Missing plane was 'flying too slow' to avoid Atlantic storm

Messages said to show Airbus had depressurised and was diving into ocean
Click to follow
The Independent Online

New evidence suggests that the doomed Air France Airbus was flying too slowly for safety just before it fell from the sky over the ocean late on Sunday night.

French investigators believe the aircraft adopted the "wrong speed" before it flew into a bank of 100mph storms in the south Atlantic between Brazil and Senegal, according to the newspaper Le Monde.

Four automatic, emergency messages transmitted by the Airbus A330-200 in the space of four minutes, published by Brazilian newspapers, suggest a catastrophic collapse of the aircraft's main and back-up electrical systems. The last message, transmitted at 11.14pm Brazilian time – "cabine en vitesse verticale" – suggests that the cabin depressurised and the aircraft fell apart in mid-air.

The French agency investigating the crash said last night that the messages were "incoherent" about the plane's speed. But aviation experts said the revelations threw some new light on the mystery of what happened to flight AF447 and its 228 passengers and crew. However, they pointed out that it was difficult to separate symptoms and causes. Was the aircraft flying slower than the recommended speed because it was already in difficulty? Could low speed alone have permitted a modern aircraft to be torn apart by a tropical storm?

Le Monde said yesterday that the Airbus company intended to issue a "recommendation" to all other users of the A330-200 that the engines must be maintained at "optimum power" in "difficult weather". However, both Airbus and the French air accident investigation agency said no such statement was imminent.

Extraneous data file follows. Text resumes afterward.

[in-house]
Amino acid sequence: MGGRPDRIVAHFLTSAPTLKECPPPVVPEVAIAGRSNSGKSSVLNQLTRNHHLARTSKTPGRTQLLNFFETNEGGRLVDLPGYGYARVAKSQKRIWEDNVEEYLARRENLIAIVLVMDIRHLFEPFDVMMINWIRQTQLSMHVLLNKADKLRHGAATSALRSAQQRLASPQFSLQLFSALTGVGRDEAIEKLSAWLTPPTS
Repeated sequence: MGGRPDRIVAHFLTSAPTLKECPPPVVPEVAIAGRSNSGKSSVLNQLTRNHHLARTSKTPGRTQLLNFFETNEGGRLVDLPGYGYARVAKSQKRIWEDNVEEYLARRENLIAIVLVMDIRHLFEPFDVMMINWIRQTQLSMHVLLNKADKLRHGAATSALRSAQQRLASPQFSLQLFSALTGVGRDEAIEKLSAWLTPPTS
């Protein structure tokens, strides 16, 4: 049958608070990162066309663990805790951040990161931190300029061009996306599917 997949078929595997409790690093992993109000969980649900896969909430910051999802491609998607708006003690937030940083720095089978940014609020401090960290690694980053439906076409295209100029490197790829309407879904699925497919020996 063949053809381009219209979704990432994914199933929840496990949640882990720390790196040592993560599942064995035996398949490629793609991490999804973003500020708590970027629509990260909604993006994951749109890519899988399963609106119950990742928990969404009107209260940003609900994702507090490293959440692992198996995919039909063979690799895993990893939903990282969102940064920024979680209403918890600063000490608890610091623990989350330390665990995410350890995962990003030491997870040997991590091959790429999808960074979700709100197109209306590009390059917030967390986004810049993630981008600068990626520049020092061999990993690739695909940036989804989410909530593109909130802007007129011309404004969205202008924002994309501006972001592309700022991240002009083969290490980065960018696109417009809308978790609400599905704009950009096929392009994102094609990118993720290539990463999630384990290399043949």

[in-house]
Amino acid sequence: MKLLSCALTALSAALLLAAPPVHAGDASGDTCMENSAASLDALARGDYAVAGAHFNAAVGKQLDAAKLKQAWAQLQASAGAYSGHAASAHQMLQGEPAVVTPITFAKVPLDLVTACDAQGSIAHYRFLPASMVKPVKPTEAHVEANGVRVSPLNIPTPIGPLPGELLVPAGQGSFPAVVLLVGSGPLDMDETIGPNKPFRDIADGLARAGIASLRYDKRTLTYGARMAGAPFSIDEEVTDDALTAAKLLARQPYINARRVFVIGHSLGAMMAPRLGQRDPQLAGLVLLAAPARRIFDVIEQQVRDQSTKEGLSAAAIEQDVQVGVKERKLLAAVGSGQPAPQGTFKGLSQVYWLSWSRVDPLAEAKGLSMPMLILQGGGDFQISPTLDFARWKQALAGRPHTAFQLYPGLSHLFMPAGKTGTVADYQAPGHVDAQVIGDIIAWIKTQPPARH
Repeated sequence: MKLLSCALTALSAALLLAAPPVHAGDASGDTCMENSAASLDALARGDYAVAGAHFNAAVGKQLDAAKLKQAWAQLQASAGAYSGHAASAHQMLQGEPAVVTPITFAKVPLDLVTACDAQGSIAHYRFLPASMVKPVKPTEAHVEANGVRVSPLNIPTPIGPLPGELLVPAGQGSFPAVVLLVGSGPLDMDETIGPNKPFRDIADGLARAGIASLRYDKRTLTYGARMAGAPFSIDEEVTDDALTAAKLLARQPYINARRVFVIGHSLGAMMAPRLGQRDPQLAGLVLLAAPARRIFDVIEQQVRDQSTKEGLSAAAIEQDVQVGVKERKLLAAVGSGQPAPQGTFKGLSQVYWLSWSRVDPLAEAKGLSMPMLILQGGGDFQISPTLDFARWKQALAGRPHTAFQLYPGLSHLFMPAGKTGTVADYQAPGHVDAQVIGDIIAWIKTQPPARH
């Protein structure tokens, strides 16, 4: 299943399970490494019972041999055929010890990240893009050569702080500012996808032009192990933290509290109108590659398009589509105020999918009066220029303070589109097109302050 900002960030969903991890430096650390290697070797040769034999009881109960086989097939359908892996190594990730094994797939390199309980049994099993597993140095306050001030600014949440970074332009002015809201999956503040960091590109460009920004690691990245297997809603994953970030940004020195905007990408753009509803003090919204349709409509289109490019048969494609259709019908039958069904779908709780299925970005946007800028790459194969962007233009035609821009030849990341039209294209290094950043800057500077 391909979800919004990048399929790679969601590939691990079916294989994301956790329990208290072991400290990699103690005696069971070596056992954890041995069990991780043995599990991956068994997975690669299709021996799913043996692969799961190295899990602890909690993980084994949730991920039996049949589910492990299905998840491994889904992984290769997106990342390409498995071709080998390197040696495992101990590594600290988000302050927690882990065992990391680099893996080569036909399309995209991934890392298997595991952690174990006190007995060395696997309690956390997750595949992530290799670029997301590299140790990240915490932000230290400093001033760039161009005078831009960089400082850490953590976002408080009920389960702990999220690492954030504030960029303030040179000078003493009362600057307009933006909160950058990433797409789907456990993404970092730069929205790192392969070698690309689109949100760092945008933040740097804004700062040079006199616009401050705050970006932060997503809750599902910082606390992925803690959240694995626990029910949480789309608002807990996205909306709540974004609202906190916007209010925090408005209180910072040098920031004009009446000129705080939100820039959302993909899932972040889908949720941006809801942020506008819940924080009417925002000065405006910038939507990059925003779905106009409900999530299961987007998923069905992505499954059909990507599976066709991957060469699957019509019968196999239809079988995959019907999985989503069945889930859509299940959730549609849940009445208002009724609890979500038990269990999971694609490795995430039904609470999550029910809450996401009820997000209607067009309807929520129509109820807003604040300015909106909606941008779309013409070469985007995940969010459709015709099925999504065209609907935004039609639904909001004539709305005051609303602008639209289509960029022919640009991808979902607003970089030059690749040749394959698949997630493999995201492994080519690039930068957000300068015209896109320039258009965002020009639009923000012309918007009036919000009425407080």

Earlier, Brazilian officials dismissed claims that the aircraft, flying from Rio de Janeiro to Paris, had exploded in midair. They said a large slick of aviation fuel found in the ocean close to other debris from the Airbus suggested that the aircraft may have fallen apart but it had not exploded in flames. French officials have said that they cannot rule out a terrorist attack but that this appears extremely unlikely.

As the French Foreign Minister, Bernard Kouchner, attended a Mass for the victims of the crash in Rio yesterday, ships from both countries were converging on the presumed crash site about 400 miles north-east of the Fernando de Noronha islands off Brazil's northern coast. Until the debris, and possibly the "black box" flight recorders, are examined, the fate of the aircraft is likely to remain a mystery. Brazil's Defence Minister, Nelson Jobim, said wreckage, ranging from a life jacket to a seven-metre-wide section of fuselage, was scattered over 140 miles of ocean.

A French naval ship carrying robot submarines, the Pourquoi Pas, is expected to reach the area late next week. The submarines will attempt to locate and retrieve the aircraft's flight recorders.

Brazilian newspapers yesterday published details of the aircraft's final messages. The pilot sent a signal at 11pm Brazilian time, saying he was entering a zone of violent storm clouds. Ten minutes later, the aircraft sent an automatic message saying the auto-pilot had been switched off, followed in rapid succession by pre-programmed messages saying that the computerised navigation system had moved to alternative power and other key systems had failed.

At 11.14pm the Airbus sent the final automatic message – "cabin at vertical speed" – which suggested the jet had depressurised and was diving into the ocean or falling apart.

Patrick Smith, a US aviation analyst, told the Associated Press news agency the messages suggested the aircraft's electrical systems may have been crippled by lightning. "What jumps out at me is the reported failure of both the primary and standby instruments," he added. "From that point the plane basically becomes unflyable."